Manufacturers can utilize e-labeling technology to enhance product traceability. US Food and Drug Administration (FDA) issued the Rule on Unique Device Identification (UDI) System, effective on 23 December 2013. 21 CFR § 801.20 requires medical device labels to bear a UDI following the requirements prescribed under § 830 with some exceptions.
UDI is an identifier for health care providers and consumers to identify a medical device by the UDI on the device’s label or package. UDI comprises a device identifier(DI), which include the identifier for a specific version or model of a device, and a production identifier (PI), including the following information:
- lot or batch;
- serial number;
- expiration date;
- manufacturing date; and
- for human cells, tissues, and cellular and tissue-based products (HCT/P), the distinct identification code.
Companies placing labels on medical devices with a UDI must also submit the information to the FDA’s Global Unique Device Identification Database (GUDID). The UDI and GUDID will accelerate data acquisition for health care providers to identify sources and assess more accurate device information. UDI can precisely identify the devices associated with an adverse event and decreases the reporting timeframe of an adverse event to the FDA. In medical device recall, rapid and precise identification of medical devices can also shorten the use and risks of devices on patients.
EU also adopts UDI officially in the EU 2017/745 and EU 2017/746 In Vitro Diagnostic Medical Device Regulation (IVDR).
More jurisdictions have embraced e-labeling applications and technology as an option.
China Chemical Safety Management QR Code
China applies e-labeling technology to the national chemical registration management. More chemical manufacturing or import companies will be subject to providing QR codes related to product safety information in chemical registration and labeling requirements. Companies that import or manufacture hazardous chemicals must register the substance to the National Registration Center for Chemicals (NRCC) under the Measures for Hazardous Chemicals Registration Management. The registration includes:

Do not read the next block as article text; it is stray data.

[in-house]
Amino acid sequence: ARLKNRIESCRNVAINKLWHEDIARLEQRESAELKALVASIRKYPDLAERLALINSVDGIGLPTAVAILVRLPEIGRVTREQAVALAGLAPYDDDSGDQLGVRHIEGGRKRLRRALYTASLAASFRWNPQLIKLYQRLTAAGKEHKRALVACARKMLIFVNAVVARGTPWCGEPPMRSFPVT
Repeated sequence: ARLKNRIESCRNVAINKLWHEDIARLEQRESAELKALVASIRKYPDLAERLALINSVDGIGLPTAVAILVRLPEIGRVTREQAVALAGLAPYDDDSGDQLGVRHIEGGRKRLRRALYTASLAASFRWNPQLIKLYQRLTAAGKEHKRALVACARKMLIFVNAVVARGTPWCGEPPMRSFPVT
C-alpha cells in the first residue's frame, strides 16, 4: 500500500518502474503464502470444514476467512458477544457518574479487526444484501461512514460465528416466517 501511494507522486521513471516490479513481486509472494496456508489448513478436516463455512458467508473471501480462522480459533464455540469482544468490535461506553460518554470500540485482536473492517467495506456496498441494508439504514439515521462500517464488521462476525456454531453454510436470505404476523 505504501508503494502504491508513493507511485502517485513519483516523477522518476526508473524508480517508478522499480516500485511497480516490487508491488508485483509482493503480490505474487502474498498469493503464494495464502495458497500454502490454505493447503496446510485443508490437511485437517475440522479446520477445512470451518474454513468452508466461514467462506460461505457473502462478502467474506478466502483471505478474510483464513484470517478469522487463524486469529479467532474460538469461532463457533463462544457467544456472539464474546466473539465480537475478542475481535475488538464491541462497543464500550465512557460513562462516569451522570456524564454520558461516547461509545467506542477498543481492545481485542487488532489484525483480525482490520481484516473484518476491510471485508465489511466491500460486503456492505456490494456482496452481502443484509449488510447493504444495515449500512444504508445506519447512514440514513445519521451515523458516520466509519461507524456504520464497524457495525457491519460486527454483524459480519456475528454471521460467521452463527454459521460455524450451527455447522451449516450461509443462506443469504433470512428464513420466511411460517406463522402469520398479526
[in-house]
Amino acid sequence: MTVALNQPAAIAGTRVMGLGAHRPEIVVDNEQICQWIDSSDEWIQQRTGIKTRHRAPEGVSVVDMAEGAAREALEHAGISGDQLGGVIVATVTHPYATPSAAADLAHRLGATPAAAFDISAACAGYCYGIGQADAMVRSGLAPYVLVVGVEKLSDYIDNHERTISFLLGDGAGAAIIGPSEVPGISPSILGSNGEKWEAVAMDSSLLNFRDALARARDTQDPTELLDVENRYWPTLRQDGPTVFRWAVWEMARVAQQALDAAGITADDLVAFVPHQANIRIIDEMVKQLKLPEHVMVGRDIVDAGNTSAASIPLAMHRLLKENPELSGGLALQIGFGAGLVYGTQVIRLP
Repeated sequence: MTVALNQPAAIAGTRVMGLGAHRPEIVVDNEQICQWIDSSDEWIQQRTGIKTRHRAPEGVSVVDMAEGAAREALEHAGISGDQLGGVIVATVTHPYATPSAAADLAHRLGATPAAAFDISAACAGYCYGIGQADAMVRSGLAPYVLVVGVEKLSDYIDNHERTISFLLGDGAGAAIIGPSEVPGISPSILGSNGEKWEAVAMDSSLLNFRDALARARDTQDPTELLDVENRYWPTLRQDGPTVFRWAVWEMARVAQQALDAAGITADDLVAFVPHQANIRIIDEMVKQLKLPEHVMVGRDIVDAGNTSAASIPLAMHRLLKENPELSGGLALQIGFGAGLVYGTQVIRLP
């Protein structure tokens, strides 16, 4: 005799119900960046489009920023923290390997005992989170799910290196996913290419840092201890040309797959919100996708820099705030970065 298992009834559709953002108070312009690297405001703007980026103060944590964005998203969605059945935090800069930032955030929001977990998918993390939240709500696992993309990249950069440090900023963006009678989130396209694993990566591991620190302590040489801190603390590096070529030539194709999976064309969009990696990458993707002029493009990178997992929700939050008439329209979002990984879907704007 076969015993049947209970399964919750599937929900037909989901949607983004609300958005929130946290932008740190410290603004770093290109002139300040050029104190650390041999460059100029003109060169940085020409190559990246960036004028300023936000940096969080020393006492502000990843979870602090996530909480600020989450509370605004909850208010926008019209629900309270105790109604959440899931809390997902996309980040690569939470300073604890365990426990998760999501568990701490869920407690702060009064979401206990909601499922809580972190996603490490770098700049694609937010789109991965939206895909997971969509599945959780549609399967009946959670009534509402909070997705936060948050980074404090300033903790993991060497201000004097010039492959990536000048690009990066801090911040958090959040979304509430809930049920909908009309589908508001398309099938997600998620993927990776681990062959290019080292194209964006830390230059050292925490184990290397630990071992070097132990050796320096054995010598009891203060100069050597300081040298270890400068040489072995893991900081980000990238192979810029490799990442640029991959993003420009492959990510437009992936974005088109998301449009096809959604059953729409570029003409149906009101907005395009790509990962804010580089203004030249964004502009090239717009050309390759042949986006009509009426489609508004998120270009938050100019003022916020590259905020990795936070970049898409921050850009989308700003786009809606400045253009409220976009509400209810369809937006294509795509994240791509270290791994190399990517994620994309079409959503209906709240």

- classification and labeling information;
- physical and chemical properties;
- major purposes of use;
- hazard characteristics; and
- safety requirements of storage, use, and transport.
According to the State Council’s Work Plan on National Hazardous Chemicals Safety Hazards Centralized Governance, to upgrade and promote the function of NRCC, companies that manufacture or import hazardous chemicals and are responsible for registering the hazardous chemicals must create QR codes for safety data sheets (SDS) and safety labels for each hazardous chemical. Companies must also report, maintain, and update the QR codes, SDS, and safety labeling information on the NRCC.
The Pilot program has been initiated in Guangdong province and rolled out to more regions. Hazardous chemical manufacturers, importers, transporters, and end-users can access chemical classification and emergency response information through the QR codes linked to the SDS and safety labels on the product during chemical leakage, fire, or poisoning accidents.
E-labeling application and technology for your product compliance
More jurisdictions have embraced e-labeling applications and technology as an option for product labeling requirements. E-labeling technology gives consumers convenient access to product information, allows manufacturers or importers to develop the most suitable product information format, and realizes waste reduction and source sustainability.
E-labeling technology can also facilitate the traceability of product distribution. An e-labeling management system can build a database for efficient and time-saving post-market product events like recalls, instruction updates, and user warnings. E-labeling also comes with challenges; we cannot ignore the web accessibility and potential threat of cyber security. Businesses can learn from the e-labeling experience of highly regulated products and evaluate the feasibility of applying e-labeling to a better product compliance strategy.